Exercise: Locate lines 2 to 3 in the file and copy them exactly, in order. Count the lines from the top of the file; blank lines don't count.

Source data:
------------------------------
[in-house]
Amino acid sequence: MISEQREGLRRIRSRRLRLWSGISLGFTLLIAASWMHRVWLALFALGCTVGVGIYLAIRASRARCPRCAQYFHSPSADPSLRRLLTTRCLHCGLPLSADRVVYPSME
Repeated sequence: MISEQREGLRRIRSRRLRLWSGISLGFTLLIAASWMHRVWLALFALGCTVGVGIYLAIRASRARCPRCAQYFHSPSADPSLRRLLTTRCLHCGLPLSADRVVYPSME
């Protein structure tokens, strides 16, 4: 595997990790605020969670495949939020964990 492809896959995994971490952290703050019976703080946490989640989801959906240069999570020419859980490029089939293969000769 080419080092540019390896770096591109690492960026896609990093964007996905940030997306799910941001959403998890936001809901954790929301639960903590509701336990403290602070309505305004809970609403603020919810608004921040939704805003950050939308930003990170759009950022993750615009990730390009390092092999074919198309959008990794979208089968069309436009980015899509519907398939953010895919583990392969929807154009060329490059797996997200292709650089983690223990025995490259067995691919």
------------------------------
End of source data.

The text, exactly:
Amino acid sequence: MISEQREGLRRIRSRRLRLWSGISLGFTLLIAASWMHRVWLALFALGCTVGVGIYLAIRASRARCPRCAQYFHSPSADPSLRRLLTTRCLHCGLPLSADRVVYPSME
Repeated sequence: MISEQREGLRRIRSRRLRLWSGISLGFTLLIAASWMHRVWLALFALGCTVGVGIYLAIRASRARCPRCAQYFHSPSADPSLRRLLTTRCLHCGLPLSADRVVYPSME